Friday, January 11, 2008

2005 Ming-Yuan Hao Yi-Wu

A 2005 harvest makes this one of the youngest shengs I've ever tried. I've had luck with Yiwu leaf before (2003 Keyixing), and was told this is similar, so I decided to give it a try. If I like it, I might buy a whole cake.

The leaves are giant, as long as my longest finger.

After two rinses, the leaves smell like crispy leather, sharper, a bit like a live animal, similar to hair.

From the brew I get a smell of dry, dead grass, and a light, dry woodsiness. The color is a healthy amber with some orange.

Taste: Surprisingly smooth! A warm welcome cup that is not intense with flavor, but has a hint of smokiness. Not dry or sharp, the third infusion (post-two rinses) has a smoothness and balance of flavor. The light, calm leather flavor lingers on the palate. VERY GOOD!

The wet leaf now has a smoky/mesquite hint, and a slight sandy smell.

The 2nd steep smells more of the dry-grass and also the barbecue smokiness. Again, incredibly smooth! Warm, and sensuous, this tea is very well balanced, with only a hint of astringency, which is actually welcome. There is also an odd sweetness that is actually a high note, not a deep sweetness, but an open, light, yet smacking sweetness.

At this point, I think I've decided on buying a whole cake.

The 3rd steep (5th infusion, after 2 rinses) has a flavor that is more smoky, a tad more astringent, which is contrary to the norm. Perhaps because of a longer steep time.

Feeling a little tea-drunk at this time, but the 4th steep is once again a brilliant balance of flavors. No unwelcome flavors to unbalance the tea; neither too much smoke, nor astringency. I feel that this tea lacks a strong character, and is instead a wonderfully smooth balance of many light flavors.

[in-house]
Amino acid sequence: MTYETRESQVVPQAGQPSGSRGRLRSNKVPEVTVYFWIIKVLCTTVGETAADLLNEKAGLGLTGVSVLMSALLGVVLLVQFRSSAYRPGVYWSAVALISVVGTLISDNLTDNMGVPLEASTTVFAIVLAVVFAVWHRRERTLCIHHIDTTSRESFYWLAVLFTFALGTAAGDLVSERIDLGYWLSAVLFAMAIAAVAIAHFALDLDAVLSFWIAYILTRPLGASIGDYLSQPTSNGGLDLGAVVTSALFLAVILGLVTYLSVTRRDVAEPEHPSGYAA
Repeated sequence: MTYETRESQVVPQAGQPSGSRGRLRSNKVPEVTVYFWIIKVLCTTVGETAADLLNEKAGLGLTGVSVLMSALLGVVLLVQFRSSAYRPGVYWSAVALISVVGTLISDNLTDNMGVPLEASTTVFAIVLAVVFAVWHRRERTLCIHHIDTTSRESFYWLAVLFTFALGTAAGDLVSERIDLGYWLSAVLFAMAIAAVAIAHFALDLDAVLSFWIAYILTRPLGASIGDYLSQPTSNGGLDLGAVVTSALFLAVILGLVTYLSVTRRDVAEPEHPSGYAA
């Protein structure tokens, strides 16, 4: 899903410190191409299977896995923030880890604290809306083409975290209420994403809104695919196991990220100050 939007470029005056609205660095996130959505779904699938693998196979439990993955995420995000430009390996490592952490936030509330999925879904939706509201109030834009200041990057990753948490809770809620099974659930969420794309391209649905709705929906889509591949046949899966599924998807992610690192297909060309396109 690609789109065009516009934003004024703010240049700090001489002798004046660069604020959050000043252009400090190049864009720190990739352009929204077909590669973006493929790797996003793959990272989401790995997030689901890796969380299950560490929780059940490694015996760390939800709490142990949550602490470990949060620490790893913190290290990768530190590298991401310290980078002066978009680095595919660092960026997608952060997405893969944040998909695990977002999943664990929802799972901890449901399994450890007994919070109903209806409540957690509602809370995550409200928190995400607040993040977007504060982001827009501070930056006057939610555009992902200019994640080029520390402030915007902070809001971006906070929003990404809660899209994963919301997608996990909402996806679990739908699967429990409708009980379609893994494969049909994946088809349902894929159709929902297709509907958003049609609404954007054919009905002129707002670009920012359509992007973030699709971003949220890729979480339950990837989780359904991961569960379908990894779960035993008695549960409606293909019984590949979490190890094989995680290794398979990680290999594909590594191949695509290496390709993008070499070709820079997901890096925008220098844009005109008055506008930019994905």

Well, 5th steep carries a woodsy aroma and flavor, perhaps giving this tea a character of light flavors of leather and wood in a very equal balance. Yet the overall flavor has become even lighter.

The leaf is slightly amber, past green, and reminds me of the '03 Keyixing Yiwu.

A longer steep-time for the 6th brings back a little bit of the leather, and a deeper woodsiness, and a bite of astringency. Also lighter in color. This is either the falling off point, or the saturation point of my taste buds.

This one was a great session. After two rinses the first cup came out smooth and rounded, with a good blend of light, welcome flavors. The tea lasted well into 6 infusions, and gave gave me a very satisfying drink. I still have about two-thirds of this sample, but I may go ahead and buy the cake, perhaps along with some more samples. This is the best young puerh I've had to date.


Bill said...

It reads like you are getting your own voice and appreciation down. Good for you! Great post

Salsero said...

Yes, Bill, I agree. This is really a nice post. I found much of the same in this tea and will now have to taste that cake again (it's been eight months!), but your description brings it out much better than my notes do, and I'm excited at the prospect that it may have improved. Thanks for the post.